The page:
Masthead graphic based on a painting by Gudrun Thriemer.

Sunday, July 02, 2006

"We face defeat in Afghanistan, Army chiefs warn Blair," Sunday Mail UK, July 2, 2006.

Army chiefs have warned Tony Blair that British forces face defeat in Afghanistan unless more troops and equipment are sent out immediately, it has been claimed.

According to a senior military source, Army top brass have told the Government there is a possibility of failure in Afghanistan, where British soldiers have met significant resistance from the Taliban forces defeated by the US-Anglo invasion five years ago.

The source said that officers at the Services' Permanent Joint Headquarters at Northwood, North London, run by Major General Nick Houghton, had told Ministers that 'strategic failure' – military jargon for defeat – could not be ruled out.

The report comes amid growing pressure on Defence Secretary Des Browne to reinforce the 3,300-strong contingent of British troops in Afghanistan, where two Special Forces soldiers were killed last week after fighting with the Taliban.

Conservative frontbencher Patrick Mercer said: 'This has turned into a shooting war and our forces do not have the firepower to deal with it.'

Army chiefs have told Mr Blair they urgently need more soldiers on the ground, extra artillery, more helicopters to ensure that wounded soldiers can be airlifted to medical centres, and GR7 Harriers to attack Taliban bases.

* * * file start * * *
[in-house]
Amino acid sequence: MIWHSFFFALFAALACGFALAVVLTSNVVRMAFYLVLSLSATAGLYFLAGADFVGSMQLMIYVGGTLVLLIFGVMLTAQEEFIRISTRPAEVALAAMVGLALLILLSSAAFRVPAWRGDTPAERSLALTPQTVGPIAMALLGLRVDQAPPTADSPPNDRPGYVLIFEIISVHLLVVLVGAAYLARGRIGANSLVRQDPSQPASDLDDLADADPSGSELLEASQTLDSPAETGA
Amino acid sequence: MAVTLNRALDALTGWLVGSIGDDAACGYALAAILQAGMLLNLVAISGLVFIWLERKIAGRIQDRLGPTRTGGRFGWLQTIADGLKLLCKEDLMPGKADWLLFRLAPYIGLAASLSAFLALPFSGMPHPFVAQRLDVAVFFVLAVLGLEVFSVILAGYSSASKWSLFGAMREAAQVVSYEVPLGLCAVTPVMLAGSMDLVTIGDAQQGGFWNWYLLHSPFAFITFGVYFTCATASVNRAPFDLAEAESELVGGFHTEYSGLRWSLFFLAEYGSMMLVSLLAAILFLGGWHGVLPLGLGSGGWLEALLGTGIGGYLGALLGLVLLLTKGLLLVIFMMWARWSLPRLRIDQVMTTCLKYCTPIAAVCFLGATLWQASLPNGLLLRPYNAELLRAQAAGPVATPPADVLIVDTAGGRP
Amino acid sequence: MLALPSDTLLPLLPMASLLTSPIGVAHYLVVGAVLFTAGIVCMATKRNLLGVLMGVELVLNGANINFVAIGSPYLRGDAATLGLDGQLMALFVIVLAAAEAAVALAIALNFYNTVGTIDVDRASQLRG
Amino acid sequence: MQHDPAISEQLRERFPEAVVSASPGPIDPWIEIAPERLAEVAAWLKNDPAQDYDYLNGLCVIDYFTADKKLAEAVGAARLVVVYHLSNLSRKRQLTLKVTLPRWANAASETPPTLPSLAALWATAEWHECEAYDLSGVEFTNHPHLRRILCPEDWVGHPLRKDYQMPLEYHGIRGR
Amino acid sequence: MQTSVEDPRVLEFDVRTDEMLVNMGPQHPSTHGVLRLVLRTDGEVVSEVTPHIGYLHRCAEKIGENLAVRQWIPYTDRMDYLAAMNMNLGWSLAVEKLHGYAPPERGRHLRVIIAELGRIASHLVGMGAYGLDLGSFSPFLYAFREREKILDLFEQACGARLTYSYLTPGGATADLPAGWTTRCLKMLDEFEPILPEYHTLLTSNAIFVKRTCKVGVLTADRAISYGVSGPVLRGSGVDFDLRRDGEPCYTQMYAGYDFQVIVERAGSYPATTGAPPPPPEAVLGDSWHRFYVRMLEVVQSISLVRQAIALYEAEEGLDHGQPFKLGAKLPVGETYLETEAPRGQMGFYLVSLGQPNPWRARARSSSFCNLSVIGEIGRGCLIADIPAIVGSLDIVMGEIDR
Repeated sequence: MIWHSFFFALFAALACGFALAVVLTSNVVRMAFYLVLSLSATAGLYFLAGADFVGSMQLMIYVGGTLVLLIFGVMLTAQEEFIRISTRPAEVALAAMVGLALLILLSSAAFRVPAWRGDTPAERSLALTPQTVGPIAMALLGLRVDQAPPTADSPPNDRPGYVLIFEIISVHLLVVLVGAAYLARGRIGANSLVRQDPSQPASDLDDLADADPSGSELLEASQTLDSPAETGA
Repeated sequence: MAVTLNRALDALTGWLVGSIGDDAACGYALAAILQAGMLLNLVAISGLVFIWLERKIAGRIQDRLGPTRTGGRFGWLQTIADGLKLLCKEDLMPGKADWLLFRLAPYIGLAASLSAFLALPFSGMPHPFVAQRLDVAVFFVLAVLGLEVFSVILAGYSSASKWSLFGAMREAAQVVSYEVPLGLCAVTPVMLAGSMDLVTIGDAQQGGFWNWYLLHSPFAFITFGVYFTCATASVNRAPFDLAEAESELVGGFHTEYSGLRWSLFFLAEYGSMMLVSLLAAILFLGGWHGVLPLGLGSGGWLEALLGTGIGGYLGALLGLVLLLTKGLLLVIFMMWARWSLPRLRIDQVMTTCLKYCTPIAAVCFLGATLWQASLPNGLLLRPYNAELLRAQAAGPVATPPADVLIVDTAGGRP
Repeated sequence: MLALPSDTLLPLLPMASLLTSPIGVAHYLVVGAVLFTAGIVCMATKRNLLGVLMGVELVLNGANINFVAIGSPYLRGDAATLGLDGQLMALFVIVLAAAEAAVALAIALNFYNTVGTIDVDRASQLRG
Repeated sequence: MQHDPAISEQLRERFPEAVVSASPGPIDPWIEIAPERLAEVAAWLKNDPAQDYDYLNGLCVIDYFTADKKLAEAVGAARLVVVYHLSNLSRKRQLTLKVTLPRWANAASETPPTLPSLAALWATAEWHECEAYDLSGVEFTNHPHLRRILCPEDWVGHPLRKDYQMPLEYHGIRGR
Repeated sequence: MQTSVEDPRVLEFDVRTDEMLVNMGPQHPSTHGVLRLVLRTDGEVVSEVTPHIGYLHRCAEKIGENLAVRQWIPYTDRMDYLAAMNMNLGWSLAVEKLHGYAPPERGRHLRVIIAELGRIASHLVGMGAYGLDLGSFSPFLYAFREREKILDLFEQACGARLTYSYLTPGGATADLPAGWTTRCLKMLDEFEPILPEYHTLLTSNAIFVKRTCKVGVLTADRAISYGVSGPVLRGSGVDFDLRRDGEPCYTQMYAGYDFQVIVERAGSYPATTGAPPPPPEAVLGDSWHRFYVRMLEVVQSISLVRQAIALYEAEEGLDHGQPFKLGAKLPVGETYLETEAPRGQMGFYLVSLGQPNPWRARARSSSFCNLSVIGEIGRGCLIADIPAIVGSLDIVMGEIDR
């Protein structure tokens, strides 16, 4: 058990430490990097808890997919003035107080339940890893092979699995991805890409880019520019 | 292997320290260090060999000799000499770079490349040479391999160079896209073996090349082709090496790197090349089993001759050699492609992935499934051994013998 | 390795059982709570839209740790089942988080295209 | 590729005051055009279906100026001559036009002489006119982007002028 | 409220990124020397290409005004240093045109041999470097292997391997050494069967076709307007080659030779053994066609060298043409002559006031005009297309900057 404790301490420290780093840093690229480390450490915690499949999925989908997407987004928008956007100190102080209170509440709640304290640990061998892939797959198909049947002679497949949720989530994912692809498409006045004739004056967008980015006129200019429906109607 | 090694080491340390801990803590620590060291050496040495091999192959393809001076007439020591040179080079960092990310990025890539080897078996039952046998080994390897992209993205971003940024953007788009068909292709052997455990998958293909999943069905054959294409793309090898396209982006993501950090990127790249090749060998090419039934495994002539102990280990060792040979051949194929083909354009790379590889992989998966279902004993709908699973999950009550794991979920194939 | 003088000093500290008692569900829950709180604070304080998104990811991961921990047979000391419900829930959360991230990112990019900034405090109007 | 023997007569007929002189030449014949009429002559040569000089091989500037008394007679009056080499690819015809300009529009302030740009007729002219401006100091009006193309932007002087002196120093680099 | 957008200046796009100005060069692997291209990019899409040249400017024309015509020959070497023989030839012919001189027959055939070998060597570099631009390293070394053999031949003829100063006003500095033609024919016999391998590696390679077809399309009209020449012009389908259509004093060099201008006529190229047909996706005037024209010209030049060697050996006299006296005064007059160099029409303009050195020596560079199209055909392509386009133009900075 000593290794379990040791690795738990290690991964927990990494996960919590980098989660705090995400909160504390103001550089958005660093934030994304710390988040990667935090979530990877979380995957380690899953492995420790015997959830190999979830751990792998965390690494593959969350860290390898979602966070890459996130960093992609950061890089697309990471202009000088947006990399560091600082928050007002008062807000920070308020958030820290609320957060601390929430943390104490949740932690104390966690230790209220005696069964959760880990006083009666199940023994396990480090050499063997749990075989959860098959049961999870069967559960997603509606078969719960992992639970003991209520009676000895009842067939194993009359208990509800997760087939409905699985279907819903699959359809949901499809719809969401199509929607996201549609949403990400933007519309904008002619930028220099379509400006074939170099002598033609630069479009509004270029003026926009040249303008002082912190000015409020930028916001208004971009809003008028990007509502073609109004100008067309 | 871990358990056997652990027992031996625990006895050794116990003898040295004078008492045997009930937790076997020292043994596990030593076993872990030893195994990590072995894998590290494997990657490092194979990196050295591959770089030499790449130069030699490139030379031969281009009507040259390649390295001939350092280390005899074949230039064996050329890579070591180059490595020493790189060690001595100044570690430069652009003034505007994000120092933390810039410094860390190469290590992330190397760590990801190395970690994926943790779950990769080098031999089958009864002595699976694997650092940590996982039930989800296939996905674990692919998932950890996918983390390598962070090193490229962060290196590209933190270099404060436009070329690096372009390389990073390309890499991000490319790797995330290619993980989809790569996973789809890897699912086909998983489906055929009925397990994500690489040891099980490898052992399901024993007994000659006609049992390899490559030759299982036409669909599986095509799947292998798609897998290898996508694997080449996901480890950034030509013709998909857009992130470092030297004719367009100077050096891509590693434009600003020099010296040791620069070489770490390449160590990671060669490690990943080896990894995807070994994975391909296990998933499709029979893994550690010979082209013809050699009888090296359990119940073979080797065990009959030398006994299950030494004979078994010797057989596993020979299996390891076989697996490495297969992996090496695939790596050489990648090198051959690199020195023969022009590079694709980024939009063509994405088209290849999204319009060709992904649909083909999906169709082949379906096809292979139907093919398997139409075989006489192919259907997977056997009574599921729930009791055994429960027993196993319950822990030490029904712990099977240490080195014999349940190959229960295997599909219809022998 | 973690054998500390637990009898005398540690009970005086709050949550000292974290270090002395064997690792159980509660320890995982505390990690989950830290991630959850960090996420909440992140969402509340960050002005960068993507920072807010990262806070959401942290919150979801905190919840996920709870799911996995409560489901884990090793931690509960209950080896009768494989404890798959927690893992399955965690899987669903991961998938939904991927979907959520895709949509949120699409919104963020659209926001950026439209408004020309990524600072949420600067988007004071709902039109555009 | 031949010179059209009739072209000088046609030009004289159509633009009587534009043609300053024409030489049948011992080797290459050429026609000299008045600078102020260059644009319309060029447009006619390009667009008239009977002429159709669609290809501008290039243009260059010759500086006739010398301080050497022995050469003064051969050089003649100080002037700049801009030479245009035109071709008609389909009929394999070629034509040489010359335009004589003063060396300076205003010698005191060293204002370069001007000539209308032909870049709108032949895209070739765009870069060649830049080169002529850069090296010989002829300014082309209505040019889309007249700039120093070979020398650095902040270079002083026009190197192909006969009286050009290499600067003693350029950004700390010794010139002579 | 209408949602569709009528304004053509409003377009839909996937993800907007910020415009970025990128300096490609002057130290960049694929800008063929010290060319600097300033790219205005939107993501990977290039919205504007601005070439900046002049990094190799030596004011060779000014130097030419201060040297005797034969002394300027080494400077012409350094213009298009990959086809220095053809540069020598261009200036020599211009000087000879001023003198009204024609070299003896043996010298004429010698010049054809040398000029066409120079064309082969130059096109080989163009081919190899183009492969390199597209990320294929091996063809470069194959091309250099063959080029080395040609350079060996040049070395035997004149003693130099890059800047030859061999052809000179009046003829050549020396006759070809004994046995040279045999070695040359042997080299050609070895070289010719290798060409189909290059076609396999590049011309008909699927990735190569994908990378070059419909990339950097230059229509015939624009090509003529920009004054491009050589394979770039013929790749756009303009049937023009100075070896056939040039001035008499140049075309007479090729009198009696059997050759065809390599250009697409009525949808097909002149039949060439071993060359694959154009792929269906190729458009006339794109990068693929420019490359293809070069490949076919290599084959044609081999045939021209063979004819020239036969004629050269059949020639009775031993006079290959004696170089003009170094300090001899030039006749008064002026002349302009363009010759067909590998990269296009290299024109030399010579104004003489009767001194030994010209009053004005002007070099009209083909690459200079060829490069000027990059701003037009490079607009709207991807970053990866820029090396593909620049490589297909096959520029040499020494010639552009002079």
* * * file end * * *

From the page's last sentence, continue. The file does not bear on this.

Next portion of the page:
'The British forces are having difficulty in coping,' a military source said. 'They were sent in there as peacekeepers and now find themselves in what is, in all but name, another war.

'They cannot get proper supplies and if men are injured, it is proving difficult to fly them out of the danger zone. That cannot go on.'

Extra resources

Both Lieutenant General David Richards, commander of the Nato force in Afghanistan, and General Sir Mike Jackson, Chief of the General Staff, are calling for extra resources.

When British forces were switched to Afghanistan from Iraq last year in a deal with America, former Defence Secretary John Reid said their main task would be peacekeeping. But they were soon taking on insurgents determined to bring down the democratic government of Afghanistan elected after the Taliban regime was toppled.

The British force was sent to Helmand Province, the Taliban stronghold, and is now involved in daily battles with its guerrillas. The resurgence in the Taliban has taken Britain and America by surprise.

In spite of several victories against Taliban fighters, the British force has been hampered by other problems. Because of the size of the area for which they are responsible, they have to fly troops to the front line to avoid Taliban forces attacking long-distance lorry convoys almost at will.

In an added complication, the Chinook helicopters they rely on are unable to operate in the intense heat of the Afghan summer.

Ministry of Defence aides say there is irritation in Downing Street that Spain and Germany, both with troops in safer parts of Afghanistan, are reluctant to divert forces to relieve the British contingent.
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